FX industry speaks out on Tier 1 execution and the age of the non-bank market maker. Efficiency is the future!
“You can imagine what would happen if your typical retail broker offered a room like this, they’d get ripped to shreds with complaints. Having our own community really helps to hold us accountable to our clients” says Jeremy Kintslinger, Director of Global Prime FX
During the course of the past two years, the banks have been shown a clean pair of heels by the most advanced companies in the FX business.
It is with great hope that this paves a new way forward for OTC counterparty relationships and that execution and settlement is now the channel for innovation, and indeed with XTX Markets continuing to dominate the market share figures for all global Tier 1 FX order flow just five years after the company was founded by astute numbers genius Alexander Gerko, it is clear that the old guard is not equipped to serve the requirements of the OTC derivatives industry.
Citigroup is a name that is rarely even heard these days, which demonstrates the magnitude of the change in appetite for Tier 1 FX dealing among counterparties and liquidity takers, as Citigroup was by far the largest Tier 1 interbank dealer in FX for over 17 years before it was usurped by XTX Markets.
The interesting dynamic which has now brought another important dimension in the evolution of FX to light is that the non-bank market making sector, following XTX Markets’ incredible lead, is now being joined by the social media-driven revolution that has shown how much weight it carries over the past week, influencing the policy of large retail FX and CFD firms such as IG Group which locked its clients out of their accounts on Friday last week and suspended the acceptance of new clients as a direct result of Reddit users on WallStreetBets subreddit having fomented the fate among brokers of certain meme stocks.
The social media generation are now the trading influencers and democratizers. The non-bank market makers are the forces to be reckoned with as the banks and their obsolete platforms are increasingly out of favor with liquidity takers.
The cracks in the b-book ‘you against me’ model are now fully visible, and the traders of today know what they are looking for.
Brokers are clearly eschewing the single dealer platform model offered by banks, and perhaps rightly so. It is, after all, a legacy model as is most things with banks, and the obnoxious attitude – started by Citigroup – that all OTC derivatives companies must have a continual balance sheet of between $50 million and $100 million to be able to maintain a prime brokerage agreement is clearly not a popular method.
Banks make most of their money from investment banking and tier 1 FX dealing, yet they treat their own counterparties with disdain, expecting high balance sheets, conducting last look execution and cherry picking. If an OTC broker did any of this, there would be a furore, hence brokers are now voting with their feet.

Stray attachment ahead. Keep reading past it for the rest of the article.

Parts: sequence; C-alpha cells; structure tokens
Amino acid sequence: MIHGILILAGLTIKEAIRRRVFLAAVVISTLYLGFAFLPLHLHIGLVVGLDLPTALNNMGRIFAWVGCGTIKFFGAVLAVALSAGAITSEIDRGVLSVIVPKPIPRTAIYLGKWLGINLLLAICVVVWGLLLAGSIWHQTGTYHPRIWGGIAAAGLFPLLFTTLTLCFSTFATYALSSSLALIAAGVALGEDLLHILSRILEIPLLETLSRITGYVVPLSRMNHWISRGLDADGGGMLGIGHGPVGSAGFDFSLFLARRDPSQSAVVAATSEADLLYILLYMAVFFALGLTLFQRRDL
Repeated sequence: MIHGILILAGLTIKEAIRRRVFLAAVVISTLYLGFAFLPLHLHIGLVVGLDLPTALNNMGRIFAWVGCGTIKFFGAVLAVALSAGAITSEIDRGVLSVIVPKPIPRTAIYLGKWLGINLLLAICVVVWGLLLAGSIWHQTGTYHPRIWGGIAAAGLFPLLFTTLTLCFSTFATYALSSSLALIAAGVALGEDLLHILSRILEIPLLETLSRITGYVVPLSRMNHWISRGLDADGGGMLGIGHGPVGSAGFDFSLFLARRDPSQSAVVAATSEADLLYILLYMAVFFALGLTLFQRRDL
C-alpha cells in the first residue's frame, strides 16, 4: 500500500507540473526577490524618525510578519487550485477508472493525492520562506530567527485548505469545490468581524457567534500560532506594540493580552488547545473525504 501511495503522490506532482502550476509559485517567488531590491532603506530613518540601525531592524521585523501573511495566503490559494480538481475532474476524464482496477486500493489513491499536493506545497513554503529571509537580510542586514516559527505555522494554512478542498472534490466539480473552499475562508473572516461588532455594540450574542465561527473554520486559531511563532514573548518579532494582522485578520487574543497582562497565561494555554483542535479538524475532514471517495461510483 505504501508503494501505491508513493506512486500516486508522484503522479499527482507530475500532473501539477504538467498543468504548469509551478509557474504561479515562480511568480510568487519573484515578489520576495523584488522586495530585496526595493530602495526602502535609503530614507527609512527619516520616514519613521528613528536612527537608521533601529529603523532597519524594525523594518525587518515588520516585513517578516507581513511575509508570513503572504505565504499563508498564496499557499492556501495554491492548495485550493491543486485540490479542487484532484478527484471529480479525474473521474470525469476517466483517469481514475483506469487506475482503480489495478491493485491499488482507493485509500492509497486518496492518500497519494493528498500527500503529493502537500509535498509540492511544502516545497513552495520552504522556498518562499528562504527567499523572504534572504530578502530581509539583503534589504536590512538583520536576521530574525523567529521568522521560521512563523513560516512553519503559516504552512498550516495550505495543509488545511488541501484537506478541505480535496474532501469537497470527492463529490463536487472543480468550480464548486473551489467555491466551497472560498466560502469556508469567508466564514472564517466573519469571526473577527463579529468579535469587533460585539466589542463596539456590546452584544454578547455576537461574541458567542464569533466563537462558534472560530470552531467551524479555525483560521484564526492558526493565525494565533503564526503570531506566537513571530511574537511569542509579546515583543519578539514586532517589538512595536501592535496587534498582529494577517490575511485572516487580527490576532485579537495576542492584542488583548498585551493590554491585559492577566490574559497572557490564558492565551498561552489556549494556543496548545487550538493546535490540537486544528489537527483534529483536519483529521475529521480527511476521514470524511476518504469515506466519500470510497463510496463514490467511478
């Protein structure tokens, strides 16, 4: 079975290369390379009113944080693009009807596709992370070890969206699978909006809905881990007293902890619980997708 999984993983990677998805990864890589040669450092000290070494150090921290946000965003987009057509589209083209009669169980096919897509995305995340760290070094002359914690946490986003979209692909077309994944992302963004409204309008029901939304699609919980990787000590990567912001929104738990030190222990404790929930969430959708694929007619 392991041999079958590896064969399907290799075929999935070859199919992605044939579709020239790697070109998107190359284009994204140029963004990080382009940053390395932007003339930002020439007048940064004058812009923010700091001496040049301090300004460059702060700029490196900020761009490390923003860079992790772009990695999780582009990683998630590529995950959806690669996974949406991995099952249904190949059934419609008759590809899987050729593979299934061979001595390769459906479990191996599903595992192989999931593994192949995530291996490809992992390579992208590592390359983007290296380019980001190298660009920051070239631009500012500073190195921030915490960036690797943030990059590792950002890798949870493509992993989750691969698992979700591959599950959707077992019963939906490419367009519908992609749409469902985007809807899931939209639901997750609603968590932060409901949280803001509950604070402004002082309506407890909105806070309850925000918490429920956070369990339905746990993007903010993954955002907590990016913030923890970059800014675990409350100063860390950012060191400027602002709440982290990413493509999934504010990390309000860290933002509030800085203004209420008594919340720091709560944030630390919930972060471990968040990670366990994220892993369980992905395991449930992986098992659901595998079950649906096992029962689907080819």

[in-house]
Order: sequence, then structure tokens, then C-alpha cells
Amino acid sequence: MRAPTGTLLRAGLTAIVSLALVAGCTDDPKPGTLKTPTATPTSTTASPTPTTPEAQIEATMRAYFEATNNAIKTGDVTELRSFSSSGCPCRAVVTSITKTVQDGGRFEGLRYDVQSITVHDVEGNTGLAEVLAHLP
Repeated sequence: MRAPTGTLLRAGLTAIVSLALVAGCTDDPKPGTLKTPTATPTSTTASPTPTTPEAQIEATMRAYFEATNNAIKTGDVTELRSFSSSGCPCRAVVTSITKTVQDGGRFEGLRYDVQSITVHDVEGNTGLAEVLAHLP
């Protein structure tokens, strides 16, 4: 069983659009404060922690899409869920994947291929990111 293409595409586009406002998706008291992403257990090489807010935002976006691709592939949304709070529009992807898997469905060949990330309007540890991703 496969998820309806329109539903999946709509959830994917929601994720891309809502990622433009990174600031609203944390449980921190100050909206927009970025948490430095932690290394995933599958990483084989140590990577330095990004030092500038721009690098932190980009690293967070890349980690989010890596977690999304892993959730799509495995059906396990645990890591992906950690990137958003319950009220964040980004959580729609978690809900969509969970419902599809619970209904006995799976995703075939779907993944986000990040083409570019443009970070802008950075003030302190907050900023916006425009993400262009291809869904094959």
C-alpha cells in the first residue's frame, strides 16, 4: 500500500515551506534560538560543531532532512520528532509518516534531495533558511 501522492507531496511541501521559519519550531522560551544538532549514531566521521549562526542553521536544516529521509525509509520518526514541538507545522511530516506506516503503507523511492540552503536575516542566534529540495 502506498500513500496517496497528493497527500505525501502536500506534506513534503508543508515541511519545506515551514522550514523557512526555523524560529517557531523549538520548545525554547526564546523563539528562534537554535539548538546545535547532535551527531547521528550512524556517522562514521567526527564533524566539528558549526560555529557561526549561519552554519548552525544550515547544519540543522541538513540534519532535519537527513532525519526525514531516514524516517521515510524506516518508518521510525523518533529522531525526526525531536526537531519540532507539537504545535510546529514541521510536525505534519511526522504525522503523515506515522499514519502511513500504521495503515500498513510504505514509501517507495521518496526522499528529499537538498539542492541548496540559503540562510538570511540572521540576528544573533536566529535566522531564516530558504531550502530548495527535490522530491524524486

Holland’s Optiver has taken this one step further, having last week become the first FX options non-bank market-maker on foreign exchange trading platform FXall.
The move marked another milestone in the evolution of the over-the-counter FX options market – a market making ponderous progress toward electronic trading. The market-maker joins more than 66 other firms now providing electronic options liquidity on FXall, which has traditionally been a haven for banks dealing FX options to clients.
FXall is an absolutely consummate contender within the electronic trading business, and this union between Optiver’s non bank market making prowess and FXall’s stance is very likely to be a milestone in change for the FX industry, giving massive hope to brokers.
Eight years ago, Thomson Reuters, which acquired FXall in 2012 for $625 million, bringing with it FXall’s CEO Phil Weisberg to run Thomson Reuters’ Global FX division, has opened up access to bank algorithms with a new platform that aggregates FXall QuickTrade which is the firm’s request for stream service, along with Bank Stream which continuously streams prices, and the firm’s central order and limit books along with the conventional dealing platform.
The new single desktop solution that combines these elements is called “FX Trading” and according to Phil Weisberg “brings together access to all of Thomson Reuters venues liquidity on one screen which means that a segment of our customers will for the first time have access to bank algos that were previously unavailable to them.